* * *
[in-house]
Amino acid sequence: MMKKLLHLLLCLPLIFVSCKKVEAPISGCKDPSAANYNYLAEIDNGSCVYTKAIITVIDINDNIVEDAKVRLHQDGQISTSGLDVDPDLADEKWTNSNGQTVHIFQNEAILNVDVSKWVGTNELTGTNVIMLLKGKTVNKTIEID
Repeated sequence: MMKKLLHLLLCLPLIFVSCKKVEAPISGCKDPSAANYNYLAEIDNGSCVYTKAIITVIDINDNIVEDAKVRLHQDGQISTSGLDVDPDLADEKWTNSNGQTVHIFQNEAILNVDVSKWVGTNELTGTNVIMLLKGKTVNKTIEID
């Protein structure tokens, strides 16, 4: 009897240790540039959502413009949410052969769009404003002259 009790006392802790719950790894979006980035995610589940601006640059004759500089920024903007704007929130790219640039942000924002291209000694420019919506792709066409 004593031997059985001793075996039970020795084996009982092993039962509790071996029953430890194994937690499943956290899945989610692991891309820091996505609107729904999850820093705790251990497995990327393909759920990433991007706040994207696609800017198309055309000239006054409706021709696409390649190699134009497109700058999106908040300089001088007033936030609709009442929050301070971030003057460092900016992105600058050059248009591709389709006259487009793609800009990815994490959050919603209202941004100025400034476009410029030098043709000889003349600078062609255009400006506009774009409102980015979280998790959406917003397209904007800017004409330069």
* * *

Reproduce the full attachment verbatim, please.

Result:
[in-house]
Amino acid sequence: MMKKLLHLLLCLPLIFVSCKKVEAPISGCKDPSAANYNYLAEIDNGSCVYTKAIITVIDINDNIVEDAKVRLHQDGQISTSGLDVDPDLADEKWTNSNGQTVHIFQNEAILNVDVSKWVGTNELTGTNVIMLLKGKTVNKTIEID
Repeated sequence: MMKKLLHLLLCLPLIFVSCKKVEAPISGCKDPSAANYNYLAEIDNGSCVYTKAIITVIDINDNIVEDAKVRLHQDGQISTSGLDVDPDLADEKWTNSNGQTVHIFQNEAILNVDVSKWVGTNELTGTNVIMLLKGKTVNKTIEID
């Protein structure tokens, strides 16, 4: 009897240790540039959502413009949410052969769009404003002259 009790006392802790719950790894979006980035995610589940601006640059004759500089920024903007704007929130790219640039942000924002291209000694420019919506792709066409 004593031997059985001793075996039970020795084996009982092993039962509790071996029953430890194994937690499943956290899945989610692991891309820091996505609107729904999850820093705790251990497995990327393909759920990433991007706040994207696609800017198309055309000239006054409706021709696409390649190699134009497109700058999106908040300089001088007033936030609709009442929050301070971030003057460092900016992105600058050059248009591709389709006259487009793609800009990815994490959050919603209202941004100025400034476009410029030098043709000889003349600078062609255009400006506009774009409102980015979280998790959406917003397209904007800017004409330069």